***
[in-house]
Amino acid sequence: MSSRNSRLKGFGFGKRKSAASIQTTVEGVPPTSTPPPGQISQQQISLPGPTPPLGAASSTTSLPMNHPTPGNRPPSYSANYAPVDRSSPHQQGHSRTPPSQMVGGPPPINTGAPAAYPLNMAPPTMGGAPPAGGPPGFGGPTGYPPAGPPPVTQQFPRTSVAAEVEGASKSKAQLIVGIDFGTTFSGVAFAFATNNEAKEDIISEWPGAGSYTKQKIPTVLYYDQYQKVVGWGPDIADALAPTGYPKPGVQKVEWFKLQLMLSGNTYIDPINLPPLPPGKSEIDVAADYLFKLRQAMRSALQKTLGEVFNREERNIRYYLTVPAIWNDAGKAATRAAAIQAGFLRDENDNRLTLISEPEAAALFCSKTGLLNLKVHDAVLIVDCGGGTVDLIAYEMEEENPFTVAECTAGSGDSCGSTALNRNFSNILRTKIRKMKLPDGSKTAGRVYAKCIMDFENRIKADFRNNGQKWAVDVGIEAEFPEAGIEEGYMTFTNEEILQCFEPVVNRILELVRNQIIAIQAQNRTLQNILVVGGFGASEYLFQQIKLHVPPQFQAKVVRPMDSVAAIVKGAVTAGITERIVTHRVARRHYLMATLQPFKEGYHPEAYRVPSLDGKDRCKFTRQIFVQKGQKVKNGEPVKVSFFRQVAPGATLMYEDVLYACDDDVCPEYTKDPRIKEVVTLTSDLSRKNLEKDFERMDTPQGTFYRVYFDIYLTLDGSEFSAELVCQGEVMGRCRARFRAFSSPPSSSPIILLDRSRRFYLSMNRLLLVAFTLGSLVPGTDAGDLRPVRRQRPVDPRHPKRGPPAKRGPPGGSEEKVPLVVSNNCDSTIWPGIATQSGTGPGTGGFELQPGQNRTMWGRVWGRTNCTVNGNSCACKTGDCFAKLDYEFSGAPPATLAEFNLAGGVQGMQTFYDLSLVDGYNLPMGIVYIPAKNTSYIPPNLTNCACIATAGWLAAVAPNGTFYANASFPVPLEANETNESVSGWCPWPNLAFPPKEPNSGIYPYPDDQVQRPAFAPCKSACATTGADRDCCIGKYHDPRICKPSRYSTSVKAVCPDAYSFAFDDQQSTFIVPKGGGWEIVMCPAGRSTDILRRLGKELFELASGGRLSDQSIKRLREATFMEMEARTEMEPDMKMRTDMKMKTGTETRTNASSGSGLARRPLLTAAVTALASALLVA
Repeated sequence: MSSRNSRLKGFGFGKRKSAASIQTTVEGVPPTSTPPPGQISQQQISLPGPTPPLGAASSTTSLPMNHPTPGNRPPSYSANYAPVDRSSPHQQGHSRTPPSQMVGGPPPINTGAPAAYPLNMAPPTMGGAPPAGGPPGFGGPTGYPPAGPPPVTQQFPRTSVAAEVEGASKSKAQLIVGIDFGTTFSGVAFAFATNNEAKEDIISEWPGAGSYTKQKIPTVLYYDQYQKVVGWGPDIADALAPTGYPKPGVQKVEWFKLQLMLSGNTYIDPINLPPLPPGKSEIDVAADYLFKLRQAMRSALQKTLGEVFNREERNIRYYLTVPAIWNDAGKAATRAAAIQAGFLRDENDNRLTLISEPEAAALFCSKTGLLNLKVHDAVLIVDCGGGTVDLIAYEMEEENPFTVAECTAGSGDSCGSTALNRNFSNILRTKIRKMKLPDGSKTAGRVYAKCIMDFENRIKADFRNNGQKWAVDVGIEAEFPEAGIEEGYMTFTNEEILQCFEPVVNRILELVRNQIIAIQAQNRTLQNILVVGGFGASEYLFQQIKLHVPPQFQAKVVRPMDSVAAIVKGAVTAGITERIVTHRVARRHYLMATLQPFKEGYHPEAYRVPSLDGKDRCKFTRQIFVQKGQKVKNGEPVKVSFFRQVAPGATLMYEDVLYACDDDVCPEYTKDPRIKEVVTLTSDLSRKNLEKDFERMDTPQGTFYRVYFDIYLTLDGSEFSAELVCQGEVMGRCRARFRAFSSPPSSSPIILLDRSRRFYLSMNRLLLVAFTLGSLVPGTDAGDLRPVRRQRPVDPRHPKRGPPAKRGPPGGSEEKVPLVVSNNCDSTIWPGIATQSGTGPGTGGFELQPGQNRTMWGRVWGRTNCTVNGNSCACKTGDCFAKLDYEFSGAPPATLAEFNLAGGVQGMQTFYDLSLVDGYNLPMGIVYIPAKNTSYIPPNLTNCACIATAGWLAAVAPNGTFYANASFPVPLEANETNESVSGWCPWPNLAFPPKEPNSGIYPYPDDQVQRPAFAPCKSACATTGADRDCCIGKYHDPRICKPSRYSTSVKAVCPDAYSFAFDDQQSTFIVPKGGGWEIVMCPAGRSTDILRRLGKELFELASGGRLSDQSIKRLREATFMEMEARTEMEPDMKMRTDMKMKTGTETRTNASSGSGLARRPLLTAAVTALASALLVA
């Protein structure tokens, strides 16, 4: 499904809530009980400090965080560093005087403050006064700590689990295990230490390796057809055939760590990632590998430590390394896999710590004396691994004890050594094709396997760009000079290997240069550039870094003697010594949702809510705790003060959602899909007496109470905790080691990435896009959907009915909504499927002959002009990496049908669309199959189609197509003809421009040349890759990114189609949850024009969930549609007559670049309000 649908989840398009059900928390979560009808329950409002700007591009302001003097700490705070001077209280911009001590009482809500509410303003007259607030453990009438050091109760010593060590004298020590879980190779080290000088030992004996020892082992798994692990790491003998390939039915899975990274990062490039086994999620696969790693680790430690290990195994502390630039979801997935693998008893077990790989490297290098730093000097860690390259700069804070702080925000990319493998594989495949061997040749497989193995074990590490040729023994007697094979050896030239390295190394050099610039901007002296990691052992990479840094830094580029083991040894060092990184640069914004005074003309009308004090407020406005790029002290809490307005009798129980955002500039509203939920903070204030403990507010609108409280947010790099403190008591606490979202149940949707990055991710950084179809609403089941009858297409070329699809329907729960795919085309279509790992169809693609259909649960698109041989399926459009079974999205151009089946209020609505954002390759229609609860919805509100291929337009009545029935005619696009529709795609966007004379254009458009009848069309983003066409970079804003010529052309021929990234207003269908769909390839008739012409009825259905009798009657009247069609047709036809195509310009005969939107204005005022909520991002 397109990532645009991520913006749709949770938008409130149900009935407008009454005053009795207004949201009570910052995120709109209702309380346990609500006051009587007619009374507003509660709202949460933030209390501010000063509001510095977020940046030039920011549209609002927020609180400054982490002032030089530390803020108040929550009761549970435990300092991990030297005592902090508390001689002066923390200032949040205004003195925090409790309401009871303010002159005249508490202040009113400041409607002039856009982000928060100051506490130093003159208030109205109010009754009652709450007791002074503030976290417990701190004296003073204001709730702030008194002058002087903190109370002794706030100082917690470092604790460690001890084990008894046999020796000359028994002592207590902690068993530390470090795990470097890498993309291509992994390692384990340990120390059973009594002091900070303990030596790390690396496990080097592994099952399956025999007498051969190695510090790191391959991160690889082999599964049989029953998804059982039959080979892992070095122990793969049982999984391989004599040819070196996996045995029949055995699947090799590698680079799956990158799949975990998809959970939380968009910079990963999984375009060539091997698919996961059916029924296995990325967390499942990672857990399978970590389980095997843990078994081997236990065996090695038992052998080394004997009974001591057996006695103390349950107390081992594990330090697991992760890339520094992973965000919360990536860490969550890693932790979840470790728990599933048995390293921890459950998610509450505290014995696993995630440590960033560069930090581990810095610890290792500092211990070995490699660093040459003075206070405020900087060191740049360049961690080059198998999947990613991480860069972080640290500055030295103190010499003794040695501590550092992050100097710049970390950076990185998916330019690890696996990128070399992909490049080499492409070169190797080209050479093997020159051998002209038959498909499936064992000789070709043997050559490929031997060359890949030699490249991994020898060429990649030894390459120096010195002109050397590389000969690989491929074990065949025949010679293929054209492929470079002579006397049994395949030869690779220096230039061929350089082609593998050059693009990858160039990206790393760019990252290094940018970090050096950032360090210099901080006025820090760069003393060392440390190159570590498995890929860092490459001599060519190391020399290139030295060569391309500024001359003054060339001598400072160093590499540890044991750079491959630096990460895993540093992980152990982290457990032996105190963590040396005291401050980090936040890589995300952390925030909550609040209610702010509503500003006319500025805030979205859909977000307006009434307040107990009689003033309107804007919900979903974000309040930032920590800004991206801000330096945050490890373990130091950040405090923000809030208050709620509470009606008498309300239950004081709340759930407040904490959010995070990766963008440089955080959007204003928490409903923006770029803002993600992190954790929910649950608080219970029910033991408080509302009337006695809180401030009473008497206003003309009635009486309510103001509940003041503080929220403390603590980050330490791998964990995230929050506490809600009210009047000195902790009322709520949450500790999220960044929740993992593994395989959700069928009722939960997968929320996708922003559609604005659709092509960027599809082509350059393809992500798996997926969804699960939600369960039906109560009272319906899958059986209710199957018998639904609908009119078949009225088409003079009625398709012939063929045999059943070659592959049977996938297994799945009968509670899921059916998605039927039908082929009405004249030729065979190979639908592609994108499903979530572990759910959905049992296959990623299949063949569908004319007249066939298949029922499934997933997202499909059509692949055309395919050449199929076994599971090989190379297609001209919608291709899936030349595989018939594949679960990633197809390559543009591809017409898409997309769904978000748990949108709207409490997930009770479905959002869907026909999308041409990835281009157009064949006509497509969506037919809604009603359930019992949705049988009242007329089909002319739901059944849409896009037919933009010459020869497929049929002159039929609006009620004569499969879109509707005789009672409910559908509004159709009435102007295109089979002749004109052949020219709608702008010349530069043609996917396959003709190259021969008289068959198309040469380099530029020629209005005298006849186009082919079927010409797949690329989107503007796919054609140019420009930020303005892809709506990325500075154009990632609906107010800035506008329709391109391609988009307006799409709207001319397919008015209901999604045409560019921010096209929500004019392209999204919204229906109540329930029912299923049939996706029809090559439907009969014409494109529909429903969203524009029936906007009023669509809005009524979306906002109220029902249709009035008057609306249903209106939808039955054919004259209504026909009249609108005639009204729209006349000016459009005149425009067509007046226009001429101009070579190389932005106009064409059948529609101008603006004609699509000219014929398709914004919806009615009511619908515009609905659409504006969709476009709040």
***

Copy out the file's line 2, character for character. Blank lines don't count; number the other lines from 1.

Amino acid sequence: MSSRNSRLKGFGFGKRKSAASIQTTVEGVPPTSTPPPGQISQQQISLPGPTPPLGAASSTTSLPMNHPTPGNRPPSYSANYAPVDRSSPHQQGHSRTPPSQMVGGPPPINTGAPAAYPLNMAPPTMGGAPPAGGPPGFGGPTGYPPAGPPPVTQQFPRTSVAAEVEGASKSKAQLIVGIDFGTTFSGVAFAFATNNEAKEDIISEWPGAGSYTKQKIPTVLYYDQYQKVVGWGPDIADALAPTGYPKPGVQKVEWFKLQLMLSGNTYIDPINLPPLPPGKSEIDVAADYLFKLRQAMRSALQKTLGEVFNREERNIRYYLTVPAIWNDAGKAATRAAAIQAGFLRDENDNRLTLISEPEAAALFCSKTGLLNLKVHDAVLIVDCGGGTVDLIAYEMEEENPFTVAECTAGSGDSCGSTALNRNFSNILRTKIRKMKLPDGSKTAGRVYAKCIMDFENRIKADFRNNGQKWAVDVGIEAEFPEAGIEEGYMTFTNEEILQCFEPVVNRILELVRNQIIAIQAQNRTLQNILVVGGFGASEYLFQQIKLHVPPQFQAKVVRPMDSVAAIVKGAVTAGITERIVTHRVARRHYLMATLQPFKEGYHPEAYRVPSLDGKDRCKFTRQIFVQKGQKVKNGEPVKVSFFRQVAPGATLMYEDVLYACDDDVCPEYTKDPRIKEVVTLTSDLSRKNLEKDFERMDTPQGTFYRVYFDIYLTLDGSEFSAELVCQGEVMGRCRARFRAFSSPPSSSPIILLDRSRRFYLSMNRLLLVAFTLGSLVPGTDAGDLRPVRRQRPVDPRHPKRGPPAKRGPPGGSEEKVPLVVSNNCDSTIWPGIATQSGTGPGTGGFELQPGQNRTMWGRVWGRTNCTVNGNSCACKTGDCFAKLDYEFSGAPPATLAEFNLAGGVQGMQTFYDLSLVDGYNLPMGIVYIPAKNTSYIPPNLTNCACIATAGWLAAVAPNGTFYANASFPVPLEANETNESVSGWCPWPNLAFPPKEPNSGIYPYPDDQVQRPAFAPCKSACATTGADRDCCIGKYHDPRICKPSRYSTSVKAVCPDAYSFAFDDQQSTFIVPKGGGWEIVMCPAGRSTDILRRLGKELFELASGGRLSDQSIKRLREATFMEMEARTEMEPDMKMRTDMKMKTGTETRTNASSGSGLARRPLLTAAVTALASALLVA